We recommend allocating smaller amounts of money and evaluating the venture at each step of the way. So, a manager might receive $10,000 to do a market test. If that test proves successful, his or her firm’s funding authority would allocate additional money for the next step, and so on. If at any one of these steps things aren’t working out, we recommend that he or she do a thorough disengagement analysis.
And what if the best course of action appears to be disengagement? Is it possible to disengage — or to fail — productively?
I think redefining failure is the first step. It’s important to communicate with your team and to impose the concept of intelligent failure, rather than stupid failure. An intelligent failure is one that’s been well planned; where there’s some hypothesis that you’re trying to test; where you’ll learn something no matter what happens; and where the risks have been contained.
Historically, most successful new-product and -service launches are a result of things that didn’t work out. A great example of this is how Amazon.com got into third-party selling. It started off with a thing called Z-shops, giving a third-party vendor its own section of the Web site. That wasn’t successful, but it gave Amazon the idea to put third-party vendors below its own listings. That didn’t generate significant revenue either. So, Amazon started a system where it put third-party listings right up against its own, which was a little trying because outside vendors were being given the same shelf space as Amazon’s internal people. All of these improvements allowed Amazon to expand its footprint in this third-party channel, which now accounts for one-third of its revenue. The earlier trials that didn’t work out paved the way for the later opportunity that did.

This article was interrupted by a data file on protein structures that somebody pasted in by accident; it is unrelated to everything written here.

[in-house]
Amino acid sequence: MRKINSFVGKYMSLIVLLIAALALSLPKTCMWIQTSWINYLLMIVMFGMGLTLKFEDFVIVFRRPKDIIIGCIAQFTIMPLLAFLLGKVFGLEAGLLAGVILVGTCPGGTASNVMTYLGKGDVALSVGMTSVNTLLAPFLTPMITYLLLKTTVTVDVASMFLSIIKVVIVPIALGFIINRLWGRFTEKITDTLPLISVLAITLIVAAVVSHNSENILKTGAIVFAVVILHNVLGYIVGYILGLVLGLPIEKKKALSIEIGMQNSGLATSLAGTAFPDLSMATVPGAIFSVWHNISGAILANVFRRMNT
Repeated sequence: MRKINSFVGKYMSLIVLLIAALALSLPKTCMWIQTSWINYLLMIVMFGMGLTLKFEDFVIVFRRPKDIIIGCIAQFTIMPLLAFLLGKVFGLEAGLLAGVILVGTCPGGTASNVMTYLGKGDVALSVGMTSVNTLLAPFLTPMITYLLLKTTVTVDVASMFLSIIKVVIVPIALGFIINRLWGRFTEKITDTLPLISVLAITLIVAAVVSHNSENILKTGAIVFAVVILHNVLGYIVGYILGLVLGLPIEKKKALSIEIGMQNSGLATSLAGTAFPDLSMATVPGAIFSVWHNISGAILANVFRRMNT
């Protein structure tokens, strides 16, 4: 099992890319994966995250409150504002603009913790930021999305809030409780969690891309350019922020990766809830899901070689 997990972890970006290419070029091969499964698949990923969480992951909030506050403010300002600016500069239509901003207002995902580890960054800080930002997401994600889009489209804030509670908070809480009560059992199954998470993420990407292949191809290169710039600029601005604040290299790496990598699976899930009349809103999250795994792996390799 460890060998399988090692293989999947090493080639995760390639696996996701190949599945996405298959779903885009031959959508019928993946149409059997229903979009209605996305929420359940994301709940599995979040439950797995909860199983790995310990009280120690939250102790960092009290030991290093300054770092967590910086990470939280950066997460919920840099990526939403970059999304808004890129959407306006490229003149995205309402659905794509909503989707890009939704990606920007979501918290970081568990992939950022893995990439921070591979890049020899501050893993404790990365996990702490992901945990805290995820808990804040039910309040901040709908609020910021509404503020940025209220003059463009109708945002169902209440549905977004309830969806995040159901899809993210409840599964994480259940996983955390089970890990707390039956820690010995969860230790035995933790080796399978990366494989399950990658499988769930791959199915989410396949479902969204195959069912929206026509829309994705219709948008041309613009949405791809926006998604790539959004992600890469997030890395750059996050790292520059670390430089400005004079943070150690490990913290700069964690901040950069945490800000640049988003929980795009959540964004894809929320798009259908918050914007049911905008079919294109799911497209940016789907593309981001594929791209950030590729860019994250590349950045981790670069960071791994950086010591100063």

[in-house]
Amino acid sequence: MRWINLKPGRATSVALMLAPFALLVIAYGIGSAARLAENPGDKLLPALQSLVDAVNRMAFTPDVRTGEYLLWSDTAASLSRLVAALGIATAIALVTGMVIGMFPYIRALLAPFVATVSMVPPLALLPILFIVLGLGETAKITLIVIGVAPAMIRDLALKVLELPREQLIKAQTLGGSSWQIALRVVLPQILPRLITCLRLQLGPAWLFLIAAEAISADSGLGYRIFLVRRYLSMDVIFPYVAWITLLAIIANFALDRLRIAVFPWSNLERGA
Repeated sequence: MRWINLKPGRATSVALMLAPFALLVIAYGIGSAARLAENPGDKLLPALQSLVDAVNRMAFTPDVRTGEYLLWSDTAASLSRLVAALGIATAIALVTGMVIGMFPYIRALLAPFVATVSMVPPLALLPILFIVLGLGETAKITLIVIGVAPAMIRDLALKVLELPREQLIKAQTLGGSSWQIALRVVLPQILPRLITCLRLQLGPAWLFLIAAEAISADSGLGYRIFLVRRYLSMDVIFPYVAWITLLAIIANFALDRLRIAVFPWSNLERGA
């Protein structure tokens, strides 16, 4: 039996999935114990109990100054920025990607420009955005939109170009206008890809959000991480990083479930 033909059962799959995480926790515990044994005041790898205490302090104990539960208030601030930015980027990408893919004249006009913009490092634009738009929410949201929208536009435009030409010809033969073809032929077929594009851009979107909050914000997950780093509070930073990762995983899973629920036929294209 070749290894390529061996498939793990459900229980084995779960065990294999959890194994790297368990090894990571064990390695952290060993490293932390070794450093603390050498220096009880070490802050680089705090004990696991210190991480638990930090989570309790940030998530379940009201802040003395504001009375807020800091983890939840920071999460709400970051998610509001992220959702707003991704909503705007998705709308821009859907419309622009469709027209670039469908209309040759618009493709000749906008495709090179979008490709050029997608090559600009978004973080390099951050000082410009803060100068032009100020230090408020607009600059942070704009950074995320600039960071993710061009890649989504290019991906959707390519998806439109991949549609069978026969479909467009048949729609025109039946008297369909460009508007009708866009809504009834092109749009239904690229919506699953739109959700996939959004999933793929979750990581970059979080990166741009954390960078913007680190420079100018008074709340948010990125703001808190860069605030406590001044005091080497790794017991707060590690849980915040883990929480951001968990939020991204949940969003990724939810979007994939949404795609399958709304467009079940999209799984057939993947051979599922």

It is daunting to learn that only one of every 3,000 raw ideas succeeds. How does that one idea make the cut?
I suggest keeping an idea inventory to track ideas that look promising, revisiting the list periodically to see whether an idea’s time has come and being prepared to drop the ideas that become less promising over time. It’s also important for an organization to be receptive to fostering ideas — it has to pursue as many small and inexpensive ideas as possible. The two processes work together; eliminate those ideas that don’t have a future and, at the same time, nurture those that have potential.
Rita Gunther McGrath is associate professor of management at Columbia Business School.